15 December 2010

The Yin and Yang of The Wave and White Pocket (part II)

Trudging a 100 meters or so through the soft sand, one has no idea what’s on the other side of the low hill.  Even if you have seen photos of White Pocket, you cannot really be prepared for it. Trust me.

Bold, expansive, riotous, chaotic, contorted and complex, bright white and popsicle orange, weathered and eroded, weird, strange and otherworldly. While all true, these adjectives only go so far to describe the pleasant insanity that is White Pocket.  Even photographs — no matter how beautiful and stunning — can only give you snapshots of the craziness.  Macroscopically compelling and microscopically arresting, you can spend hours working just one small area, following twisty-turny lines of strata with eye and camera, or sit perched on the elephant hide-like back of the highest point that acts as both a viewpoint and a visual reference point for this otherwise easy-to-get-lost-in-landscape.  Bring your panoramic camera (and/or ultra-wide lens) but don’t forget your 105mm macro: you’ll want them both.

It’s easy to imagine spending days here exploring the various nooks and crannies and since camping is still permitted, White Pocket really deserves at least an overnighter.  I spent two afternoons extending into and past sunset both days, and perhaps had covered maybe half of the exposed sandstone.  A mile or so away rises the bulk of White Pocket Butte and that would certainly afford many more exploring and photo opportunities.  While visually cacophonous, the arduous drive into White Pocket assures you of quiet, tourist-free time.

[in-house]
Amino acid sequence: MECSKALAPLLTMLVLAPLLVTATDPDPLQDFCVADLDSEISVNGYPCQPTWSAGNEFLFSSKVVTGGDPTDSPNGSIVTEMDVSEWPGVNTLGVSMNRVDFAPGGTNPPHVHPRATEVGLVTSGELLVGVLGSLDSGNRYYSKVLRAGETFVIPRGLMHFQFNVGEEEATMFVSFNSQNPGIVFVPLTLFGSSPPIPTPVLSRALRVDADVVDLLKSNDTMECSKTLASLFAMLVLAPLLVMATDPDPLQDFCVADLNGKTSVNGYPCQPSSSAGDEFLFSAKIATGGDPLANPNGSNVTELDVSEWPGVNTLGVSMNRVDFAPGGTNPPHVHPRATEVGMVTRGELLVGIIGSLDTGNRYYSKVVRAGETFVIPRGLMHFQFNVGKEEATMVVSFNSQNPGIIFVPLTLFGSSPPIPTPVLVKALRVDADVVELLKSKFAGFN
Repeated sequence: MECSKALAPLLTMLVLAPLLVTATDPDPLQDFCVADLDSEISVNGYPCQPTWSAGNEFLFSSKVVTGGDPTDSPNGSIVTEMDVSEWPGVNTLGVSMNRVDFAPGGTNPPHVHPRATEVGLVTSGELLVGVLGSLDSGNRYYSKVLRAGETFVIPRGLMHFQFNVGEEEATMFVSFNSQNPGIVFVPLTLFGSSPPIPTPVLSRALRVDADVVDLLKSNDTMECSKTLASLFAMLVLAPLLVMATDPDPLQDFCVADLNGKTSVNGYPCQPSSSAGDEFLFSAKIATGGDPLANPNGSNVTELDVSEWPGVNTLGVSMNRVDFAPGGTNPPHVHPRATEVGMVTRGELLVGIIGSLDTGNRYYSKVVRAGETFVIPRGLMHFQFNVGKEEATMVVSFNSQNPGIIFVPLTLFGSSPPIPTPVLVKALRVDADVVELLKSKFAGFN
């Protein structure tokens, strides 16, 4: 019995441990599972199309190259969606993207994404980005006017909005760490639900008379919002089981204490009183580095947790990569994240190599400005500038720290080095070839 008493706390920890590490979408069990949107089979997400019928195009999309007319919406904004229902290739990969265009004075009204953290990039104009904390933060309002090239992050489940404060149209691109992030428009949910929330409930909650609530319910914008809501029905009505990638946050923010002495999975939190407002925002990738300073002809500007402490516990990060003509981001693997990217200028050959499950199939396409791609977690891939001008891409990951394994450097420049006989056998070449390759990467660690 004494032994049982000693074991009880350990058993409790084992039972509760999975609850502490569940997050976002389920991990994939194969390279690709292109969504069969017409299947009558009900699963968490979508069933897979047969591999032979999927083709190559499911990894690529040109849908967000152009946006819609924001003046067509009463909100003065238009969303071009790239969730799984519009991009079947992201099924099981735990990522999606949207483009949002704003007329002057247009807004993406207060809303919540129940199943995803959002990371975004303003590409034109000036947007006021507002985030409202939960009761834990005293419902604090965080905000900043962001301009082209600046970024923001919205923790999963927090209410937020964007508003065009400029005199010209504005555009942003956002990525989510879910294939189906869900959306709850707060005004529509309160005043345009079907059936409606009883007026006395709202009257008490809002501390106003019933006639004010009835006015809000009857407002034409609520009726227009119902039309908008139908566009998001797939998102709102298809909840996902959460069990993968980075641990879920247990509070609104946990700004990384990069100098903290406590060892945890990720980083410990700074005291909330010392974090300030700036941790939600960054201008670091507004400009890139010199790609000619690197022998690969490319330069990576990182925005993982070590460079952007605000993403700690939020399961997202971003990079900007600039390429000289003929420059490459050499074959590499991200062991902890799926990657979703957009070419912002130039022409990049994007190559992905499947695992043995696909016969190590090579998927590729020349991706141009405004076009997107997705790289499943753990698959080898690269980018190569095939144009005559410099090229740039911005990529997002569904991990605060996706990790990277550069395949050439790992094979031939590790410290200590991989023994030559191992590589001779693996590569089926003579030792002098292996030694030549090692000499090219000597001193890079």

Though I had seen many photos, I was not prepared for The Wave.  After scaling the last steep and deep sandy hill, you enter The Wave through what appears to be a hollowed out sandstone hall with no roof.  Smooth lines flow sonorously through and around The Wave. Serene, graceful, and harmonious, this is the Yin to White Pocket’s Yang.  Very compact (another surprise as most photos can’t really reveal its scale), The Wave proper could easily be explored and photographed in a half of a day. If you had more time, you could try to find the Second Wave and and a small arch nearby. No camping is permitted, so get out there early and maximize your time.

The Wave has become the latest in a long-list of must-see/must-photograph landscape icons. Shooting them is a challenge, if you want to say something new, rather than just replicate what others have done.  In the case of The Wave, I initially shot from what has become the standard, central position, but then I crawled high up on the bowl edges in several places as well as chose low angles inches from the sandstone. I also used infrared and panorama cameras. There are always ways to put a unique spin on a familiar setting.

Upon my return I was asked which I liked better: The Wave or White Pocket.  The facile answer is “they are different” but it also happens to be very true. They are both sides of a (sandstone) coin.  It would be like saying you like ‘heads’ better than ‘tales,’ when really you can’t have one, without the other.


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